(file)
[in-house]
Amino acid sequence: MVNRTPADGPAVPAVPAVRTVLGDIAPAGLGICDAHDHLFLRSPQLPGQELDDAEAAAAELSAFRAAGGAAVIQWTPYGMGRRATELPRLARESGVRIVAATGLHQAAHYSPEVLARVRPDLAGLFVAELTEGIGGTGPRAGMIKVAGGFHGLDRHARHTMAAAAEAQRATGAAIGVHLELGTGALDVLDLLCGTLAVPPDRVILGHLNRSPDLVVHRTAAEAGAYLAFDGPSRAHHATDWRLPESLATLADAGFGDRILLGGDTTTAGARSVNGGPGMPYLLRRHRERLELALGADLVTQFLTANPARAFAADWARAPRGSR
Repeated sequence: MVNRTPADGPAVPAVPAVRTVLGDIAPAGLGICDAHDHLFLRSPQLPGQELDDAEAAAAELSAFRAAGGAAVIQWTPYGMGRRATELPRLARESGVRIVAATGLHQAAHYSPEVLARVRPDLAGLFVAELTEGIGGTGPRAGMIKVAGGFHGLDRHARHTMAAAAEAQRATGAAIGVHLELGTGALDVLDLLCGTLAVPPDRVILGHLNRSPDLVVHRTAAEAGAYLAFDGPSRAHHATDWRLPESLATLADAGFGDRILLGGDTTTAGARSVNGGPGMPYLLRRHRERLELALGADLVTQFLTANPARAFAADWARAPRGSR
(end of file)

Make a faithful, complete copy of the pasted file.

[in-house]
Amino acid sequence: MVNRTPADGPAVPAVPAVRTVLGDIAPAGLGICDAHDHLFLRSPQLPGQELDDAEAAAAELSAFRAAGGAAVIQWTPYGMGRRATELPRLARESGVRIVAATGLHQAAHYSPEVLARVRPDLAGLFVAELTEGIGGTGPRAGMIKVAGGFHGLDRHARHTMAAAAEAQRATGAAIGVHLELGTGALDVLDLLCGTLAVPPDRVILGHLNRSPDLVVHRTAAEAGAYLAFDGPSRAHHATDWRLPESLATLADAGFGDRILLGGDTTTAGARSVNGGPGMPYLLRRHRERLELALGADLVTQFLTANPARAFAADWARAPRGSR
Repeated sequence: MVNRTPADGPAVPAVPAVRTVLGDIAPAGLGICDAHDHLFLRSPQLPGQELDDAEAAAAELSAFRAAGGAAVIQWTPYGMGRRATELPRLARESGVRIVAATGLHQAAHYSPEVLARVRPDLAGLFVAELTEGIGGTGPRAGMIKVAGGFHGLDRHARHTMAAAAEAQRATGAAIGVHLELGTGALDVLDLLCGTLAVPPDRVILGHLNRSPDLVVHRTAAEAGAYLAFDGPSRAHHATDWRLPESLATLADAGFGDRILLGGDTTTAGARSVNGGPGMPYLLRRHRERLELALGADLVTQFLTANPARAFAADWARAPRGSR